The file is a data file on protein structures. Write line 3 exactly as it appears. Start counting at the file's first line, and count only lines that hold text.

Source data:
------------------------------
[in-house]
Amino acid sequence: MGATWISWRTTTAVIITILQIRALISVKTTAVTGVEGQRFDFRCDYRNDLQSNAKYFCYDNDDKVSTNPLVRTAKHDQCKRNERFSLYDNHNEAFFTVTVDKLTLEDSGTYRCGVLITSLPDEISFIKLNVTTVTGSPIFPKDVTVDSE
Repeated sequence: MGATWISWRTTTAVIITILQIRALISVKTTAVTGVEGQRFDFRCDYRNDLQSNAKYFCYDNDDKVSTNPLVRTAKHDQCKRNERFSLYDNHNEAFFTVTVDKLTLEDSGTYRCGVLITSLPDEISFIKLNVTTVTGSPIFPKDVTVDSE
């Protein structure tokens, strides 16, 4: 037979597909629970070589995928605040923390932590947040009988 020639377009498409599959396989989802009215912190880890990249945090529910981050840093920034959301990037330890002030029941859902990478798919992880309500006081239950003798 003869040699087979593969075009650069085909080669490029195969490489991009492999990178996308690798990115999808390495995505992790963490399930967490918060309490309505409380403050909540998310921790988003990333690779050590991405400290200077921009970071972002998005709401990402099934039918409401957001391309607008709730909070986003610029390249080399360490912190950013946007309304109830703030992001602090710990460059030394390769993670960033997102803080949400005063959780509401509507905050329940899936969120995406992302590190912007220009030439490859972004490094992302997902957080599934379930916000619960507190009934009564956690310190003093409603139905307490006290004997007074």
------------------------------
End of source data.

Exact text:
Repeated sequence: MGATWISWRTTTAVIITILQIRALISVKTTAVTGVEGQRFDFRCDYRNDLQSNAKYFCYDNDDKVSTNPLVRTAKHDQCKRNERFSLYDNHNEAFFTVTVDKLTLEDSGTYRCGVLITSLPDEISFIKLNVTTVTGSPIFPKDVTVDSE